The new guidance steers doctors away from offering anti-depressants as a ‘first-line’ treatment for less severe depression
People suffering mild depression should be offered a choice of exercise or therapy instead of antidepressants, according to new NHS guidance.
The National Institute for Health and Care Excellence (Nice) said people should first be offered group classes in things such as meditation or behavioural therapy, or they could opt for individual counselling sessions.
The draft guideline, which is subject to consultation, says: “Do not routinely offer antidepressant medication as first-line treatment for less severe depression, unless that is the person’s preference.”
It calls on doctors to involve patients in conversations about what would suit them best, but says group cognitive behavioural therapy (CBT) could be offered as a first treatment.
CBT focuses on how thoughts, beliefs, attitudes, feelings and behaviour interact, sets goals and teaches better coping skills.
Other interventions suggested by Nice include group behavioural activation (BA), which helps the person to recognise negative patterns and focus on behaviours that are linked to improved mood.
Individual BA or CBT may also be offered alongside group mindfulness or meditation, group exercise and counselling.
Nice said people could be offered a menu of treatments to choose from as part of a discussion about what may be contributing to their depression, and the person’s experience of any prior episodes of depression or treatments.
It said the new draft guideline is the first in 12 years to identify, treat and manage depression in adults.
A similar range of psychological interventions, along with the option of antidepressant medication, is available to those choosing a first-line treatment for more severe depression.
Dr Paul Chrisp, director of the centre for guidelines at Nice, said: “People with depression deserve and expect the best treatment from the NHS which is why this guideline is urgently required.
“The Covid-19 pandemic has shown us the impact depression has had on the nation’s mental health.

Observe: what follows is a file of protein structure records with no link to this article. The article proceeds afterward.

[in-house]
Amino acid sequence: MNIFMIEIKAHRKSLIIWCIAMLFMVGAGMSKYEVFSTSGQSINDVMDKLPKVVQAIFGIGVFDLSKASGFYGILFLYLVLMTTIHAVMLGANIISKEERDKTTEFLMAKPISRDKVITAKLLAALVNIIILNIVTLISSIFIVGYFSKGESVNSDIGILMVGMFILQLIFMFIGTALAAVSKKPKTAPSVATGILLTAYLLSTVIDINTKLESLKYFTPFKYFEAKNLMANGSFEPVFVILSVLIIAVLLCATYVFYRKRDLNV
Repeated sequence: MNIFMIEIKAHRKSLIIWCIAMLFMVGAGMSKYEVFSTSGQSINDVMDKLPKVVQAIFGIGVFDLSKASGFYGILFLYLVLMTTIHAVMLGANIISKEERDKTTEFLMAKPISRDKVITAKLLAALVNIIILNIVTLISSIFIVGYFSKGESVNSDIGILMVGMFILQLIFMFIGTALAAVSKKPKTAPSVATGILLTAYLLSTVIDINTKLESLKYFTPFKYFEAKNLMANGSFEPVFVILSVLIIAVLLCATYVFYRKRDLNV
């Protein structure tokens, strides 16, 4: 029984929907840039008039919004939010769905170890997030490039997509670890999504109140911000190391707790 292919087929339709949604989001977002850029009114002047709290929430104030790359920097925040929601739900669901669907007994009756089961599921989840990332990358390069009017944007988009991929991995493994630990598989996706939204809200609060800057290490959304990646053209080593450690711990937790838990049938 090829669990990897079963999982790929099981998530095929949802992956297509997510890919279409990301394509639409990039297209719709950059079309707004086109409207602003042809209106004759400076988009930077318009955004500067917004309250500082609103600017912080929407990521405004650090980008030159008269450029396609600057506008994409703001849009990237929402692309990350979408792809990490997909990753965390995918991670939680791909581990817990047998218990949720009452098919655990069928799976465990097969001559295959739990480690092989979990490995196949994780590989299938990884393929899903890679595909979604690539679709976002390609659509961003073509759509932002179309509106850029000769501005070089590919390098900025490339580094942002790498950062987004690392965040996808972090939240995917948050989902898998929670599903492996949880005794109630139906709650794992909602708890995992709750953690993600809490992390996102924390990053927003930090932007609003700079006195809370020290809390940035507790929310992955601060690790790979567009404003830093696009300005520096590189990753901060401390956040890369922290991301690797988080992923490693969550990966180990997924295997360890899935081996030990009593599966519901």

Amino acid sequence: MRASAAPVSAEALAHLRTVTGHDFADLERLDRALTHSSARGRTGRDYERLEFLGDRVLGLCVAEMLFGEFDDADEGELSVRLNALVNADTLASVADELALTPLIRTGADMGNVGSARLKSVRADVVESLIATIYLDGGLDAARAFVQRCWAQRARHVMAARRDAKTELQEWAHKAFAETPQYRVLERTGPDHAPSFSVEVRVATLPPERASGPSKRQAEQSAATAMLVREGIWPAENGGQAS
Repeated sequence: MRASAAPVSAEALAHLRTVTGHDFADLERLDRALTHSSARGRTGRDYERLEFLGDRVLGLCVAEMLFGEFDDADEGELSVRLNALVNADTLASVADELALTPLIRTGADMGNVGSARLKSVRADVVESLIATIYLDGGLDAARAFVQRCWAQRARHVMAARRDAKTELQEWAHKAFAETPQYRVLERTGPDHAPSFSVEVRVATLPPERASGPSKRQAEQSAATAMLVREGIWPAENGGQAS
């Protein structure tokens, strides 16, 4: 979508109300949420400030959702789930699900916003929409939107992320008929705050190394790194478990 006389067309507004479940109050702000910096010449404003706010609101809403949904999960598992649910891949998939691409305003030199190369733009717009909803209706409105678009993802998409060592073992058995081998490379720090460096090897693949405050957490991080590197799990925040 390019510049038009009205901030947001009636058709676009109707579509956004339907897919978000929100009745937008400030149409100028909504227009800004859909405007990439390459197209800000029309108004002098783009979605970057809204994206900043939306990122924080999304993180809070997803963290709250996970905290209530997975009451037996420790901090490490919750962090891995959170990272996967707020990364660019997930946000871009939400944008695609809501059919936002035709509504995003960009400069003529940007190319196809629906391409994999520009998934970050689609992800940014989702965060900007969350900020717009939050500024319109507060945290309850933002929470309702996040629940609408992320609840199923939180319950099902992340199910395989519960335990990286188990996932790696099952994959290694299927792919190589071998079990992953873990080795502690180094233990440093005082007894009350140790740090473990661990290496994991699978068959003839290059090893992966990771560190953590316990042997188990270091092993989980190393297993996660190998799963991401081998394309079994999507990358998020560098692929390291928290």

“People with depression need these evidence-based guideline recommendations available to the NHS, without delay.”
The guidance also tells doctors to discuss mental health waiting lists with patients and how long they may need to wait for treatment.
Nav Kapur, professor of psychiatry and population health at the University of Manchester and chair of the guideline committee, said: “As a committee we have drawn up recommendations that we hope will have a real impact on people who are suffering from depression and their carers.
“In particular we’ve emphasised the role of patient choice – suggesting that practitioners should offer people a choice of evidence-based treatments and understanding that not every treatment will suit every person.”
The guideline also says medics should discuss what happens if people want to stop taking antidepressants, including that withdrawal may take weeks or months.
A study in September in the New England Journal of Medicine found that people who stay on antidepressants long term are less likely to suffer a relapse than those who come off them.
Experts behind the research said it supported current prescribing and dismissed the idea that people taking antidepressants in the long term are taking them unnecessarily.
However, they also said the study showed that, if people are given the right support, many can come off the drugs safely.
Figures from the NHS Business Services Authority show that more than 20 million antidepressants were prescribed between October and December 2020 – a 6% increase compared with the same three months in 2019.
The use of antidepressants has been steadily increasing since 2015.